By Josh Ortegon
Decreasing Risk of Injuries in Female Athletes
When strength and conditioning programming was first introduced into the high school setting, most programs were primarily focused on the boy’s sports and many times just the football program. In the past 20 years, participation by girls has been on the rise. Many high schools now implement intense programs for female athletes.
It has been well documented that females are more likely to suffer an anterior cruciate ligament (ACL) injury than their male counterparts. Some studies have demonstrated an increased risk of up to 4-6 X among female athletes relative to their male counterparts with 70-80% of injuries a result of non-contact mechanisms. With statistics like these, it is essential for the High School Strength and Conditioning Specialist (HSSCS) to implement programs with females that can help prevent these devastating injuries.
The first step in implementing a preventive strength and conditioning with female athletes is to identify those who are at increased risk. The Functional Movement Screen can be helpful in identifying inefficient movement patterns and asymmetries within those patterns. The FMS has become increasingly popular among HSSCSs due to the tool’s simplicity of implementation and the feedback it can provide.
One performance test that is becoming increasingly popular is the “hop and stop” test developed by Dr. Paul Juris. This simple field test measures the asymmetries in single leg force production and force absorption. Since the majority of ACL injures are non-contact and often occur during deceleration, being able to measure the athlete’s ability to effectively stop while maintaining control is a critical variable.
As a HSSCS, I am always looking for opportunities for our female athletes to implement simple exercises that will help decrease risk of injury. Many times, educating sports coaches on things they can do in practice and within the warm-up is essential in ensuring such training is included. It is also something that we focus on inside the weight room.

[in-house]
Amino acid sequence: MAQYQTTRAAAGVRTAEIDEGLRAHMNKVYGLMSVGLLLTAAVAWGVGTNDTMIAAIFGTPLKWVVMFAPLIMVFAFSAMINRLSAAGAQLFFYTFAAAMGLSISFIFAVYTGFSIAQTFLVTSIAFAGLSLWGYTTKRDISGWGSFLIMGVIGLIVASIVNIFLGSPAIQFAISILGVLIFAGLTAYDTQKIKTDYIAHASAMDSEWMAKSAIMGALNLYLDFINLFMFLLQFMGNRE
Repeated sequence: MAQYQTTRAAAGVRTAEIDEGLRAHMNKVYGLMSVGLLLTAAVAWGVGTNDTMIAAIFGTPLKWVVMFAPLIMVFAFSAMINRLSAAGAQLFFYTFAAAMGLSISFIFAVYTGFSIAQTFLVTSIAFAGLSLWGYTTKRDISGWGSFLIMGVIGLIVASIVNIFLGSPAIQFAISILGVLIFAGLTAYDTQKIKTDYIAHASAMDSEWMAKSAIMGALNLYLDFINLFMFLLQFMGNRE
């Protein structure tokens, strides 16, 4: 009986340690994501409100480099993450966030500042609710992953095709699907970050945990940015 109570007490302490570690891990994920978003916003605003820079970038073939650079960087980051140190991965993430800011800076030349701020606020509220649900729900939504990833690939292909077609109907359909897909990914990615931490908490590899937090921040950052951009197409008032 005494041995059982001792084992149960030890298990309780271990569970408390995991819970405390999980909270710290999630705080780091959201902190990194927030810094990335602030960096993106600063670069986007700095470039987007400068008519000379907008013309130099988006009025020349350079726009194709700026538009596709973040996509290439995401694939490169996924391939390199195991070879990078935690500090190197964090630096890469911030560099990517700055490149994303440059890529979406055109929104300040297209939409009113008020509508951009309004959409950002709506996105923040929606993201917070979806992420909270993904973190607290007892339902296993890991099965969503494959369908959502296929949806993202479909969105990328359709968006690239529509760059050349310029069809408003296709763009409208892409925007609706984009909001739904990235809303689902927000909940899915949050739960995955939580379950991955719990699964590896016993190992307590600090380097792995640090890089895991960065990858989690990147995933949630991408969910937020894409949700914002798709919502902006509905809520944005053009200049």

Below I have detailed a simple two-day per week program that can be implemented with your female sports teams that can help decrease risk of injury and improve single leg strength, stability, force absorption and production as well as improve performance at the same time.
- Lunge patterning or lunge specific mobility work
- Single leg hip bridge (activation) 3 x 15 each leg
- Linear leaps (stick and hold) 3 x 5 each leg
- Backward lunges 3 x 10 each leg (progress with load when appropriate)
- Single leg reach and touch 3 x 10 each leg (progress to loaded single leg dead lift when appropriate)
- Deep squat patterning or squat specific mobility work
- Double leg hip bridge (activation) 3 x 20 (load with weight when appropriate)
- Broad jumps 3 x 10
- Arms overhead squats 3 x 20 (progress to overhead squat and other squat variations)
- Monster band walks (multidirectional)
This two-day program can be used in the weight room with appropriate loading progression implemented as well as on field after practice. With the rise of participation in sports and the increased risk of ACL injuries in females, the HSSCS can add programmatic value by implementing specific testing and screening as well as need-specific programs that will help provide athletes with a positive sports and fitness experience which will, in turn, foster the development of active and healthy adults.